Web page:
Galesburg Register-Mail from Galesburg, Illinois on September 18, 1963 · Page 4
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Galesburg Register-Mail from Galesburg, Illinois · Page 4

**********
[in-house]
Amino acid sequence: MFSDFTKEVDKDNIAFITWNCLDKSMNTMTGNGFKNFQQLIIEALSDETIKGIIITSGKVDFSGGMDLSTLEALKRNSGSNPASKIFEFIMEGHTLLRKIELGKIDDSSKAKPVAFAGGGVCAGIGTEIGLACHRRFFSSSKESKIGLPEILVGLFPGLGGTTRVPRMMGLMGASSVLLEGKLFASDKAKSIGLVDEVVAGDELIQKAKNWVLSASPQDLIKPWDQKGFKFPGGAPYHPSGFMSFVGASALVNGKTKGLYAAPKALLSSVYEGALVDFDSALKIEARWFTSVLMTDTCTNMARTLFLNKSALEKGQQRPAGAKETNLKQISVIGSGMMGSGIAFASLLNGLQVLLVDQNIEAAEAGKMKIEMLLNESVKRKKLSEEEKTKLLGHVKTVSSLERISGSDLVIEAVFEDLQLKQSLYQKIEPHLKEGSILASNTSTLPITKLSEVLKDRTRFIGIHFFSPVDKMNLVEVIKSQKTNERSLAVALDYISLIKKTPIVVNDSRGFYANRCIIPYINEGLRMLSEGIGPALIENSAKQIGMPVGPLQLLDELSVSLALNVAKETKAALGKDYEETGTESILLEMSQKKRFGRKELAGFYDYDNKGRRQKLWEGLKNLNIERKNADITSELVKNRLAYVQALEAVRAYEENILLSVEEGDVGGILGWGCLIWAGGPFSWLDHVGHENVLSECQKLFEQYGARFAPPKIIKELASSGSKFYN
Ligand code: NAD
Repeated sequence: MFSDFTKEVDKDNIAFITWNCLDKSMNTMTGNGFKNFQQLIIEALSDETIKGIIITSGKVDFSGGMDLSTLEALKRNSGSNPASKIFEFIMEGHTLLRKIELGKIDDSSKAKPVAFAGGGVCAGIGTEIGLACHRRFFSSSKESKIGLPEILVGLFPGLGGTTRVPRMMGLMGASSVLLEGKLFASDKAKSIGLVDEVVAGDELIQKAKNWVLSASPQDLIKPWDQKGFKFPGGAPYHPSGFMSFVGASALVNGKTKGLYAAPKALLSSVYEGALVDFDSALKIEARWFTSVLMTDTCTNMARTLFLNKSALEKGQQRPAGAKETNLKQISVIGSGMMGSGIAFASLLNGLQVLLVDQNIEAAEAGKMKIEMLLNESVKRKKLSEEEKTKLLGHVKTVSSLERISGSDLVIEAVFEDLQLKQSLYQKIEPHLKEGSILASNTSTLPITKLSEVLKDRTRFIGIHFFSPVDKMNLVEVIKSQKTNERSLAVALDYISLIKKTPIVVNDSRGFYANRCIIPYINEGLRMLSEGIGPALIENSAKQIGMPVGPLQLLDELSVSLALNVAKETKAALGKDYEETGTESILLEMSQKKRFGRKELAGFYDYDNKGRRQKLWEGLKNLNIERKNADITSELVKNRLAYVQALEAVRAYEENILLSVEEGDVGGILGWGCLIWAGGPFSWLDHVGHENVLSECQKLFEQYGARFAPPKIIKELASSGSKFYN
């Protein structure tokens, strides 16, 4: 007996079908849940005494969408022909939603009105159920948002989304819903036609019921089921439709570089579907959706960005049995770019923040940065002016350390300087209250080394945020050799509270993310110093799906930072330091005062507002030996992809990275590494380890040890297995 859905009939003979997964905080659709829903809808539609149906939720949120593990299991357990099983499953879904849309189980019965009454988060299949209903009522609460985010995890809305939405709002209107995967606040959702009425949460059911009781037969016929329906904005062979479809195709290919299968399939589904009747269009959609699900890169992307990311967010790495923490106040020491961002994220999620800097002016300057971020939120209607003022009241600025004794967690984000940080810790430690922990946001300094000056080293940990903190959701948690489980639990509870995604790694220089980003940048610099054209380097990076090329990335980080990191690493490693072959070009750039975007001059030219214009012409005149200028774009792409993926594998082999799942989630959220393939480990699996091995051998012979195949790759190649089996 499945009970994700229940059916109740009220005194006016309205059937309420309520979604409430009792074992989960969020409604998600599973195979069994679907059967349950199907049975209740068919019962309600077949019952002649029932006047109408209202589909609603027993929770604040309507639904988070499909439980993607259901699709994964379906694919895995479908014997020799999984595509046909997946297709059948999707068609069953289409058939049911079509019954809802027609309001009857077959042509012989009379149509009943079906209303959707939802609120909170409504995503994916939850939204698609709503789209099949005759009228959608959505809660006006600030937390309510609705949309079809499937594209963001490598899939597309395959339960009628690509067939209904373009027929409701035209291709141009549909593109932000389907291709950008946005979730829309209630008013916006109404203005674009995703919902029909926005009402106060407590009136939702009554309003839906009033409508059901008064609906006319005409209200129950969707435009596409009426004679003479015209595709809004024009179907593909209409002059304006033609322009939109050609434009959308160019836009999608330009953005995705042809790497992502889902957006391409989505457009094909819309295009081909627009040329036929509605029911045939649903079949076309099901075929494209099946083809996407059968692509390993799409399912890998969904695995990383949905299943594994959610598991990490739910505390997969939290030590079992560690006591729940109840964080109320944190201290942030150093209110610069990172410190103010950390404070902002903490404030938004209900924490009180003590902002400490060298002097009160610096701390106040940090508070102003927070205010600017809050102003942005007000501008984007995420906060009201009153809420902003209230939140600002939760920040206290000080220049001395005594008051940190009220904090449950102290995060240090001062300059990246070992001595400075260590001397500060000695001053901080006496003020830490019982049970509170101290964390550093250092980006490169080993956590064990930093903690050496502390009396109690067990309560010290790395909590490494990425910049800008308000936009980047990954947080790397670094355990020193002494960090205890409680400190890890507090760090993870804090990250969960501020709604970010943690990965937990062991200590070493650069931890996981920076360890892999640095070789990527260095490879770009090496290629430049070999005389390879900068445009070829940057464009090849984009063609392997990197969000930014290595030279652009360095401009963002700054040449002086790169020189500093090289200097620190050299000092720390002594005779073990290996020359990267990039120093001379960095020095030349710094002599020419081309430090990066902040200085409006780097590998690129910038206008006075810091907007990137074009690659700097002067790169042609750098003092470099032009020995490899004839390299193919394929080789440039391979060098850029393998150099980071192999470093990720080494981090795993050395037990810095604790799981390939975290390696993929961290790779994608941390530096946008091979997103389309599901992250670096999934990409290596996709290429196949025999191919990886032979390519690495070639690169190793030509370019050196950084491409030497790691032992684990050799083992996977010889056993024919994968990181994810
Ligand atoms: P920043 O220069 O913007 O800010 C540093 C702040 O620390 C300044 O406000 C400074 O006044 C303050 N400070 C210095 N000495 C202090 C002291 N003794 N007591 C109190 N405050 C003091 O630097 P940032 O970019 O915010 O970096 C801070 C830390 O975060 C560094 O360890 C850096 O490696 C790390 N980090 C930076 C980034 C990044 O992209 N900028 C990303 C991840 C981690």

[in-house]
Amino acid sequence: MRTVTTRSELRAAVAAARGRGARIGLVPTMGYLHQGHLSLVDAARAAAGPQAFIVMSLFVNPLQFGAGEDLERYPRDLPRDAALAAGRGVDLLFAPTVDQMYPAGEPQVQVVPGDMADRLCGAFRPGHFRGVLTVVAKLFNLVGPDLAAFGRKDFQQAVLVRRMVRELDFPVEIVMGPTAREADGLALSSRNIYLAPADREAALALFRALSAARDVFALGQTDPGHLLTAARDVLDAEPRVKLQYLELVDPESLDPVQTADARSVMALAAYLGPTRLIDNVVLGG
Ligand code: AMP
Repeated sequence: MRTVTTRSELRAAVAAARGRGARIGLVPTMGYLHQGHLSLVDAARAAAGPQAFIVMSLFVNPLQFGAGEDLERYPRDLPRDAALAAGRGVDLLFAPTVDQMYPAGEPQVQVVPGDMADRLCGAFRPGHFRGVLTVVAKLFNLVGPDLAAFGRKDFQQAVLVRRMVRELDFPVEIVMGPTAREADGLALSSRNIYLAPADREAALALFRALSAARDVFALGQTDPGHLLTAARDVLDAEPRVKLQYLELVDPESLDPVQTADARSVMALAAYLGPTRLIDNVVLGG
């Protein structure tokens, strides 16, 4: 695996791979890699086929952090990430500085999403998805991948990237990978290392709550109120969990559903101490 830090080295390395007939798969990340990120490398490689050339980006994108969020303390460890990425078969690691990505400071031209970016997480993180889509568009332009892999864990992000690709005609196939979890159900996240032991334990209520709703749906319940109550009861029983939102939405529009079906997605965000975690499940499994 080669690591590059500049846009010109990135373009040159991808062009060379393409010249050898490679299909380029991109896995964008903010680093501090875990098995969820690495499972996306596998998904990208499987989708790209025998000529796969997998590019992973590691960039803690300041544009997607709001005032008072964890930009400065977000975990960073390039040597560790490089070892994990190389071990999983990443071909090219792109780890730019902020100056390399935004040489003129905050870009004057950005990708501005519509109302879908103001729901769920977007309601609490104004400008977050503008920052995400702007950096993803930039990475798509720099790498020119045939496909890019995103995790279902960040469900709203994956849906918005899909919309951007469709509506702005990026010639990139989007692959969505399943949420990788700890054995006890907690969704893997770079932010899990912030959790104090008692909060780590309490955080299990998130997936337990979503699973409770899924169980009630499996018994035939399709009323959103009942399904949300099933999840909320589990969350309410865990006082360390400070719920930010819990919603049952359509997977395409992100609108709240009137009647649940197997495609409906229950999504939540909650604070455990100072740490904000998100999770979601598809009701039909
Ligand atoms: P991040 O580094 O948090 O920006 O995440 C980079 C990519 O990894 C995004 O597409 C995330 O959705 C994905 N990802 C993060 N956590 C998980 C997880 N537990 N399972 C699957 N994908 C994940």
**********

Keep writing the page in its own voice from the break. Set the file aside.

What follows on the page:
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4 Galesburg Rtalster -Mqil, (aafesbufgl, HI. Wed..Sept. 18, T963 Fair and Warmer EDITORIAL Co Mill ent and Review The Grand New Party? Many Republican politicians are wondering if their party may not be undergoing a small revolution of the sort which swept through the Democratic; organization with President John F. Kennedy's victory in 1960. His capture of the nomination at Los Angeles lifted into positions of state political authority and influence a host of younger men. Left trailing along behind were some of the older hands, who had worked for other can, dictates. Two prominent exceptions were Chicago's Mayor Richard Daley and Rep. William I Green, the party boss of Philadelphia, who | produced an astounding-330,000-vote city margin for Kennedy in the election. Numerous reports today suggest that a similar cluster of young men might in 1964 be involved in a takeover of the GOP. As in 1960, the effort would be linked with the political fortunes of a particular candidate—in this case, Sen. Barry Goldwater of Arizona. ' A high- proportion v of the party's young men are for Goldwater for president. All the ; touted youthful GOP state chairmen in the rising Republican movement in the South are in the senator's camp. So are a fair share of the leaders of similar age in the Mountain states. Together, these men do not command decisive strength either in terms of convention delegates or electoral votes. But reports have it that they are gaining important allies, thus far quietly, in the more powerful industrial states. For more than 30 years these latter have called the tune at nominating time. Their leaders almost without exception have demanded moderate candidates. But now there is something missing. A Goldwater backer expressed it when he said: "The opposition is in disarray." Indeed, no clear, governing leadership seems in sight. Neither Dwight Eisenhower, Richard Nixon, Thomas E. Dewey or any other is providing it. Doubts about New York's Gov. Nelson Rockefeller and professional party disinterest in Governors George Romney of Michigan and William Scranton of Pennsylvania deprive the once dominant industrial group of an effective operating focus. It is not yet correct to say that this revolution building in the GOP has been accomplished. Some of the old professionals in .the big states are resourceful fellows. But their problems are becoming acute. They are under increasingly intense pressure from moneyed and other forces within their own states to give way and let the revolution occur. By next April or May, the chances are good it will either have become a fact or have been halted and destroyed. For by then Goldwater's fortunes within the party will be fairly well determined. The logistics of the Broadway theatre are terrifying, money-raising is agony, the cost- price squeeze is punishing, rehearsals are unbelievably hard work for all concerned, but the curtain's rising again on what promises to be a bountiful New York theatrical season. If the out-of-town reception is any test, at least one hit is sure-fire — 'Here's Love,' Meredith Willson's cornball fable about Santa Claus, which had hard-to-please audiences in the Nation's Capital charmed into babbling reveries of childhood. 'Here's Love' marks the continuation of a theatre trend. The commedy is about New > York—shoppers, salesgirls, spec tators—and so, logically enough, the cast is about 10 per cent Negro. Nor does integration stop there; the stage has room for other races. None of the business includes race as race. An Actors Equity survey recently released showed that a record 12 shows of last season had Negro actors in roles which did not specifically call for Negroes. This year employment for Negroes will get a boost from a Negro-backed show, 'Ballad for Bimshire,' with Ossie Davis as co-producer and featured player. A switch is a new play by Negro playwright Lorraine Hansberry— 'The Sign in Sidney Brustein's Window'—which has only one Negro in the play. The central characters are Jews, Two other continuing trends are evident in the advance trade talk. Five British comedies and a few straight plays are being brought across the Atlantic. Indeed, the first Summer Deadly NEW YORK (UPD-Summer is the most deadly time of year in terms of accidental deaths. The accident death toll, according to Metropolitan Life Insurance Co., runs to 25,000 in the June to August period it the United Mates. That figures out to HQ fatal accidents • day. Curtain Going Up play of the new season to open on Broadway (this Wednesday) is an import, 'The Irregular Verb to Love,' a high comedy about a nice London animal-lover who blows up fur shops, Americans have developed a sweet tooth for British wit, and most of these are proven hits. Of nine shows known to have made money last season, 'Stop the World," 'Oliver!,' and 'Beyond the Fringe' came from the United Kingdom. The other tendency is toward adaptations from successes in other media. 'Here's Love' is a musical comedy version of the old movie, 'Miracle on 34th Street.' Budd Schulberg, who has squeezed the juice out of his 'What Makes Sammy Run?' for more than a quarter of a century—short story, novel, film (sold but never made—the rights reverted to Schulberg), digest publication, television (twice)— is bringing a musical comedy version to Broadway in February. Noel Coward is adding song and dance to his 'Blithe Spirit' to make it 'High Spirits' and also has done the music and lyrics for 'The Girl Who Came to Supper,' which is from Terrence Rattigan's 'The Sleeping Prince.' Even Sherlock Holmes will appear in a musical— •Baker Street.' Thornton Wilder's 'The Matchmaker' becomes, with music, 'Dolly: a Damned Exasperating Woman' in a list of adaptations much too long to continue here. As for the logistics, the drama staff of the New York Times estimates that show backers lost $5Vi million last season. Roger L. Stevens, a leading producer, put losses higher— $6 million to $7 million. This despite a Variety figure for the legitimate theatre gross of $43",z million. The wonder Is that it's stiil possible to get backers. But just remember there were 'My Fair Lady," and 'How to Succeed in Business,' and all those other money trees, and new seeds are there for the planting. m Korea, Congo, Near East Problems Plague U.N. By PEtfiR EDSON WASHINGTON (NEA)-Nearly all of the political issues before the U.N. General Assembly this year are holdovers. Thirteen years after the United Nations tackled its first peacekeeping operation in Korea, it is still on the agenda with no better prospects for solution. In the past, Soviet Russia has proposed that North and South Korean representatives be summoned to New York to give the Assembly both sides of the problem. Two years ngo the United Slates agreed that North Koreans might come if they would agree to accept U.N. decisions on their country's future. They didn't come. The same condition was offered last year. Perhaps the greatest contribution to Korean stability that can be made this year would be for South, Korea's young military leader Park Chung Hee to allow democratic elections for the presidency, scheduled for Oct. 15. This would silence North Korea's carping against the South Korean dictatorship. By suppressing minorities and jailing his principal opponents for the presidency, Gen. Park has shown his determination to hang onto power, regardless of consequences. THE CONGO IS probably the most important issue before General Assembly again this year. Secretary General U Thnnt would like to close out the U.N. Congo missions by the end of the year for lack of money to finance them. So far, the Congolese leaders have refrained from trying to carve each other up. Premier Cyrille Adoula Is still regarded as the most competent matt on the scene, but the country is faced with ruinous inflation and needs help. The Belgian position on the Congo has changed completely. For two years Brussels opposed the U.N. and all its works. Now, most of the Europeans back in the Cdngd advising the new government are Belgians. They want the U.N/ to stay till the country and its economy are more stabilized. CONTINUATION OF the U.N. Emergency Force of 5,000 men to observe the armistice between Israel and her Near East neighbors is another financial problem. Costs of this operation since 1957 have been $112 million. But only $76 million has been paid up and the operation is $36 million in the red. The murder of two Israeli farmers near the Syrian border became a recent Security Council issue, to emphasize the importance of the UN£P role. Magnifying these small incidents into international crises is said to deter theif recurrence. Presence of the UNEF in the Near' East made possible the sending of a 200-man detachment into Yemen when revolt broke out there a year ago. The U.N. \ assignment has been to effect a disengagement between Egyptian and Saudi Arabian forces supporting rival Yemini factions. The two countries have agreed to meet UNEF costs for two months more, though both are working against it on the ground. It is a . tough problem for the U.N. FIFTY AFRO-ASIAN countries are demanding that the Viet Nam situation be aired in the General Assembly. Presence in the United States of Mme. Ngo Dinh Nhu, sister-in-law of Viet Nam's President Diem, while the General Assembly is in session adds a complicating factor to the debate. The United States is trying to have the Viet Nam situation presented as a political issue, not as a matter of persecution of the Buddhists* which Ceylon and other countries want to make it. Up to now there is no indication that Fidel Castro's government, with communist bloc backing, will launch the customary tirade against the United States on "aggression" against Cuba. Other international political disputes and threats to peace in the shadows of the General Assembly agenda include the India-Pakistan dispute over Kashmir, India's charges of aggression by Red China and the Laos situation. How Can We Live Up to Our Rodent Heritage? By JOHN CHAMBERLAIN ALTHOUGH I AM one of those glandular optimists who can forget the troubles of the world after a good meal (as the preacher says, "sufficient unto the day is the column thereof"), a couple of things have been bothering me lately even after the supper dishes have been put away. The first particularly worrisome item is the discovery, by Dr. Malcolm C. McKenna, a paleontologist on the staff of the American Museum of Natural History in New York City, that man and the rat arc descended from a common ratlike ancestor.' This may let the apes off the hook, but it can hardly improve the "image" of our own species. The idea of having a monkey for a forefather used to bother the Victorians, but what would they have said if Darwin had claimed that rats and human beings were basically related? The damaging thing about Dr. McKcnna's discovery is that it makes a lot of things devastatingly clear. Monkeys are amiable, chattering creatures, given to mimicry and the enjoyment of peanuts. The monkey's habits, if they have been passed on to humans, may explain Broadway actors and the gustatory choices of baseball fans. But rats! If they arc the ancestors of a species that goes in for political persecutions and dropping bombs on each other, it explains all too much. THE OTHER thing that is bothering me may seem a little odd when placed in the context of Dr. McKcnna's theory about the relationship between rats and humans, for it amounts to a lament- that we may be deprived in the election campaign of 1964 of the oppot'tunity of behaving like rats. This deprivation would be a natural consequence if the Republicans nominated affable Barry Goldwater to oppose that charming Democrat, John F. Kennedy. Nobody, it seems, can dislike Goldwater, and if there are people who dislike Kennedy they have little chance of getting past a press corps that persists in liking the President very much. In the 1960 campaign a lot of people built up a real head of steam against the personality of Richard Nixon. For myself I never could see the reason for the animus. One of my cherished memories is of an hour's conversation with Nixon about Whittaker Chambers — or "Uncle Whit," as Nixon called him. Nixon was both humble and objective about the help which Chambers, a really selfless man, had given him towards understanding the ins and outs of communism. Just how anyone could hate a man who possesses both humility and objectivity has always mystified me. Nevertheless, there was something about Nixon — maybe it was a sense of remoteness — that annoyed reporters. It would be a canard to say that journalists took it out on Nixon directly. But they didn't trample anybody in the rush to discover good things to say about Nixon's candidacy. Dislike of Nixon made 1960 a horse race. But assuming that Goldwater opposes Kennedy in 1964, how is anyone going to work up the sort of lather that is needed to turn a Presidential election into a real contest? Everybody, including John F. Kennedy, loves Barry and his family and his Arizona background. And it works the other way around, for Barry himself has frequently spoken of the Kennedy charm. This charm, surprisingly, comes through even in the pages of Victor Lasky's anti-Kennedy book, "J. F. K.: The Man and the Myth." As for the charm of the Kennedy family, it jumps right out of the pages that are devoted to Jacqueline Kennedy in Marianne Means's fascinating "The Woman in the White House." WITH CHARMER against charmer in 1964, just what will people do to clear the acid out of their systems? What will they do to keep their adrenal glands working? How will they get rid of their frustrations? How purge themselves of their natural aggressiveness? The "liberals" need somebody to hate, whether it is a Hitler, a Franco or just a Joe McCarthy. Certain members of the "far right" have a psychological need for villains, too. But if neither side nominates a person who can be presented in despicable colors, just how is the electorate to behave like the offspring of rats? How will we be able to live up to our newly discovered rodent heritage? Who knows, maybe the next election will have to be fought out on the basis of ideas. Perish the thought! It's unworthy of a race that's descended from rats. Copyright 1963 Negroes Misinformed by Writer on Cuba Racism By FULTON LEWIS, JR. WASHINGTON—In January of this year, Patricia Robinson, a young resident of New Rochelle, N.Y., joined other militant supporters of Fidel Castro in picketing Attorney General Robert Kennedy. The reason: Kennedy's REMINISCING Of Bygone Times (Reg. U.S. Pat. Off.) By United Press International LONDON — The marquis of Aylesbury, rejecting a bid by an oil firm to drill wells on his land in the Savernake forest at Marlborough: "I suppose I might have become disgustingly rich, but frankly I don't want oil wells in my forest. I prefer trees." BELGRADE — Mme. Ngo Dinh of South Viet Nam, in an interview: "I am naturally very quiet and I loathe noise and crowds. But when I have made up my mind to lead or join a battle, I always go through with it. It docs not mean at all that I enjoy what I must do." ABERDEEN, S.D. - Andrew Fischer, recent father of quintuplets, on bringing up his total of ten children: "The best part of bringing them up is my good wife." BIRMINGHAM, Ala.—The Rev. John H. Cross, at the funeral of Carol Robertson, one of four Negro girls killed in a bomb blast Sunday: "Their deaths have not been in vain. May we not seek revenge by perpetrating evil, but may we seek to find the God she sought." Justice Department had mapped plans to prosecute William Worthy, a left-wing newsman, for unauthorized Cuban travel. In July of this year, Miss Robinson asked the State Department for permission to visit Cuba, as a reporter representing the Washington Afro-A meri can, a newspaper her family owns. The permission was granted. The Afro-American has run an astounding on - the - spot report from Miss Robinson in which there is no mention of communism, of Soviet troops or Chinese technicians. Instead the Cuban people arc said to have chosen "a new political and economic system, where each shall be rewarded to his need and from each shall be demanded according to his ability." ONE OF THE r e v o 1 u t i o n's greatest accomplishments, Miss Robinson writes for her Negro readers, is creation of a "new humane society" (not to bo confused with the American Society for the Prevention of Cruelty to Animals) in which there is no segregation. That assertion is flatly contradicted by thousands of Cuban Negroes in Miami who have formed the Association of Cuban Exiles of the Colored Race. The leaders of that group insist there was no segregation before Fidel Castro took over. Dictator Fulgencio Batista, as a matter of fact, was part Negro. Negroes occupied high positions in the government and in the armed forces. Cuban's greatest military hero, Antonio Maceo, was a Negro, and the Cuban National Day of Mourning is celebrated on the anniversary of his death, Dec. 7, 1896. Maceo, known popularly as the Bronze Titan, achieved the highest rank in the Cuban revolutionary forces that fought the Spaniards for their country's independence. He is revered in Cuban history. Prior to Castro there was no REMINISCING of Bygone Times FIFTY YEARS AGO Thursday, Sept, 18, 1913 "Get men to give, pray and pay — then we can see victory coming to us in Methodist missions," Rev. T. S. Pittenger of Macomb declared in the annual Past: gj Present So man lieth down, and riseth not: till the heavens be no more, (hey shall not awake, uor be raised out of their sleep.—Job 14:12. » * * All that lives must die Passing through nature to eternity. —Shakespeare missionary sermon at the Methodist Episcopal conference Galesburg. in In recognition of 30 years of continuous service on the Galesburg Library Board, the members held a dinner at the Galesburg Club for E. R. Drake. TWENTY YEARS AGO Saturday, Sept. 18, 1943 The annual Knox County 4-H show was held at the Knoxville fairgrounds. Joel McCrea was starring in the motion picture, "The More the Merrier," featured at the Colonial Theater, discrimination in the professions or civic life. There were.no discriminatory practices in hiring or firing. That situation has now changed. A 23-year old Negro, Juan Corbes Ibanez, recently fled Cuba in a small boat. He told Miami reporter?: "I had to abandon Cuba because the black race has been relegated to a position of inferiority. Negroes are constantly watched. If caught conspiring against the regime they are summarily shot without trial. "Castro wishes to make it appear that his government is for the colored race. That is totally false. Before Castro, no,one. had to remind me in Cuba that I was a Negro, because the racial problem did not exist. We all lived like one great big family." A SIMILAR TALE is told by Denis Evans, another Negro who recently fled Castro's humane society. He said tens of thousands of Cuban Negroes have applied for permission to leave the island. All have been turned down. Juan Corbes Ibanez reports that Castro recently invalidated the passports of several thousand Cuban Negroes. An explanation is offered by Oscar Paez and Carlos Lluch, formei sugar mill workers now living in Miami. "Never has the Negro been exploited more. But the communists won't let them out because they know a Negro exodus would be a major setback for their propaganda." * * * NELSON ROCKEFELLER is The Almanae By United Press International Today is Wednesday, Sept. 18, the 261st day of 1963 with 104 to follow. The moon is approaching first quarter. The morning star is Jupiter. The evening stars are Jupiter, Saturn and Mars. On this day in history: In 1850, congress passed the Fugitive Slave Act, allowing a slave-owner with a certificate of ownership to reclaim any slave who escaped into another state. In \m, the New York Times published its first issue. In 1927, the Columbia Broadcasting System went on the air with a basic network of 16 stations. In 1961, U. N. Sec-Gen. Dag Hammarskjold was killed in a plane crash in Northern Rhodesia. A thought for the day — Winston Churchill, the British statesman, said: "It is better to be making the news than taking it; to be aa actor rather than a critic." not the only member of his family tp antagonize Republican professionals. Brother Winthrop, perhaps the richest man in all Arkansas, has been severely criticized by Arkansas State Chairman William L. Spicer and Henry Britt, the party's general counsel. Rockefeller, says Spicer, has tried to usurp the duties of the GOP State Central Committee. He has irritated many by his dogged preference for brother Nelson. Explains Spicer: "If Barry Goldwater is the nominee in 1964, the Republican Party will carry Arkansas for the first time." Copyright 1963 galesburg Ifegisfer-Mail Office 140 South Prairie Street, Galesburg, Illinois TELEPHONE NUMBER Register-Mall Exchange 342-8181 Entered ?s Second Class Matter at the Poet Office at Galesburg, Illinois, under 'Vet of Congress of Mprrh 3. 1879. Dally except Sunday. ' Ethel Custer Schmltti Publisher Charles Morrow Editor and General Manager M. H. Eddy Associate Editor And Director of Public Relations H. H. Clay Managing Editor National Advertising Representative: Ward-Griffith Company Incorporated. New York, Chicago, Detroit, Boston. Atlanta, San Francisco. Los Angeles. Philadelphia. Charlotte. MEMTER AUDIT BUREAU OF CIRCULATIONS MEMBER ASSOCIATED PRESS rhe Associated Press Is entitled exclusively to the use or republication of all the local news printed in this newspaper as well as all AP new* dispatches SUBSCRIPTION RATES By Carrier in City of Galeebuxi 35c a Week. By RFD mail in our retail trading zone: 1 Year #10.00 8 Months S3 JO 5 Months $ 6.00 1 Month $1.1* No mail subscriptions accepted In towns where there Is established newspaper boy delivery. By Carrier In retail trading son* .outside City of Galesburg. 1 week 30c By mall outside retail trading zone in Illinois, Iowa and Missouri and by motor route to retail trading zone. 1 Year £13.00 3 Months #3.7a 6 Months i 7.00 1 Month Jl 26 By mail outside Illinois, Iowa and Missouri 1 Year $18.00 3 Months 15.00 6 Months 5 S.50 1 Month $2.00 Crossword Puzzzle Schools _ Answer to Previous Punto >I51 ACROSS lEli 5 Iowa college 8 Los Angeles university (ab.) 12 Top 13 Miss Gardner 14 Midday 15 Left 16 Cyclones 18 Flattered 20 Vine 6 Roman writer 7 Lug 8 Majusculp script 9 Cocaine source 10 Diving bird 11 Handle 17 Mixtures 19 Bishopric 22 Rabbit's tall 23 Hindu nurse 24 Rodent i-U VJQ6 ^•««WWV «f 21 Boy's nickname 85 *» 22 Keresao - (Bib -> Indian 23 Fast 26 Nagged 30 Spar 31 Papal name 82 Shield 33 Top card 34 Small boat 35 Football position 36 Cambridge university 38 Thick soup 39 Lubricant 40 Army front 11 School in Providence 14 New York school 48 Cultural stage (archeol.) ?? Italian coin si Valley »2 Mouths 53 Spirit 54 Plod 55Teleo*t fish 56 Cathedral churches DOWN lYavro 2 Mimicker 3 Missions* 4 Died o^t 5Bwed ge Pakistan province 27 Darling 38 Nomiw 28 Behold (Litis) 40 Sonant 29 Southern 41 Prays university 42 Sway 31 Swirl 34 Pigment 35 Grouped 37 Promising 88 Nominal viltt* 4HDUcoa^ai 45 Hawaiian dtf 46 Biblical nZos troops (miL> 49Weeder J r- 3 r- r- 1 w ir it' ir 15 17" 18 i\ Z3 ft ii w *r • 1 n • w w 1 _• 41 45 vr rr « r 61 5* 54 &9 56 IS MEWSPAPHt KMWiBPRI .ge A MM